In 2004, the Sacker family entered an enduring agreement indemnifying themselves against financial liability for past, present and future actions. The agreement included a bad faith exception for wilful misconduct and gross negligence. In 2008, the family started a ten-year $10.4bn raid, pillaging 75% of Purdue’s cash and assets into Sackler trusts. Correspondence from Mortimer Sackler in 2014 went so far as to claim Purdue was in a death spiral.
Bankruptcy & Settlement
In 2019, the number of OxyContin lawsuits was growing exponentially, prompting Purdue to file for bankruptcy with the intention of consolidating all claims. Purdue agreed to pay $2.8bn in settlement plus a $3.5bn criminal fine and surrender $2bn as criminal forfeiture. The Sackler family entered their own settlement and avoided bankruptcy. They paid $225m to settle False Claims Liabilities in misrepresenting OxyContin, whilst retaining their rights under the 2004 indemnity. Debt collectors may still grace the Sacklers with a visit, but it certainly won’t be for bankruptcy! The Sackler family also relinquished control of Purdue and agreed to contribute up to $6bn to fund its reorganisation into a public beneficiary trust called Knoa Pharma.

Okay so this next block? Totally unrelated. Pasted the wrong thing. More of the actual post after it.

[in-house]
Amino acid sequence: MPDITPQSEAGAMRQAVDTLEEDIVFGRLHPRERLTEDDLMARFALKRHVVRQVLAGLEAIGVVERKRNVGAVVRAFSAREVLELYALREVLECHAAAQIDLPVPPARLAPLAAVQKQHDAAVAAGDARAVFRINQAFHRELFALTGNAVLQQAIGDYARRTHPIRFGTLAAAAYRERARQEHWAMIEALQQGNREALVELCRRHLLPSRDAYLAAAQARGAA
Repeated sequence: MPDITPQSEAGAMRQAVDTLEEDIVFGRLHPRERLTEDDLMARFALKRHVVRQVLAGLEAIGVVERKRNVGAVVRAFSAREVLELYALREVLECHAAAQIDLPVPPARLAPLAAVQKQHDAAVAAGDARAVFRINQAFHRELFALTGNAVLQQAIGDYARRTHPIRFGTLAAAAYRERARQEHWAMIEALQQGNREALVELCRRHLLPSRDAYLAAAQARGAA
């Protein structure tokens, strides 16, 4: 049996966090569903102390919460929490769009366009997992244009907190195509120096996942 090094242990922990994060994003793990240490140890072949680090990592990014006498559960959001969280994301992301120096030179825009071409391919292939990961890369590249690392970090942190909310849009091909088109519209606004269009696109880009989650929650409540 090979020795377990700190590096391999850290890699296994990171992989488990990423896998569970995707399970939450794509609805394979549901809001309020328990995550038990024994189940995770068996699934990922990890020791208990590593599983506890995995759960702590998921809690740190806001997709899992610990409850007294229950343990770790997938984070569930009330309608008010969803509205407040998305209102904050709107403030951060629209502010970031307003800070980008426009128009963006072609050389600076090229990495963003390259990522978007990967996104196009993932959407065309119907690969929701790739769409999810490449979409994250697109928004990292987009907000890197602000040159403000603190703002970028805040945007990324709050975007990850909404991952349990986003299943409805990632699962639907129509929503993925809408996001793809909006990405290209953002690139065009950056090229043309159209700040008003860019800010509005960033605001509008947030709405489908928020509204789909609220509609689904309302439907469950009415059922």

In the Knoa
Knoa is Hebrew for peaceful and its mission is two-fold. Firstly, marketing existing Purdue product lines, albeit under intense scrutiny; and secondly, to seek redemption in developing opioid addiction treatments and overdose reversal medicines. Knoa profits are to be reinvested into the communities affected by OxyContin and subsidise compensation payouts.
Opposition to Bankruptcy
When Purdue filed for bankruptcy, it was facing claims exceeding $10bn against assets of $1.8bn. Unsurprisingly, 95% of the 618,000 unsecured creditors voted in favour of the proposal, which set out an equitable distribution of funds. Victims and their families are set to receive token compensation awards of $3.5-$48k, with payments spread out over ten years. Whilst this draws a line under the OxyContin scandal, critics argue it shuts the door on compensation for those who are yet to have their voices heard. At the time of writing, the Supreme Court has been petitioned to stay Purdue’s bankruptcy.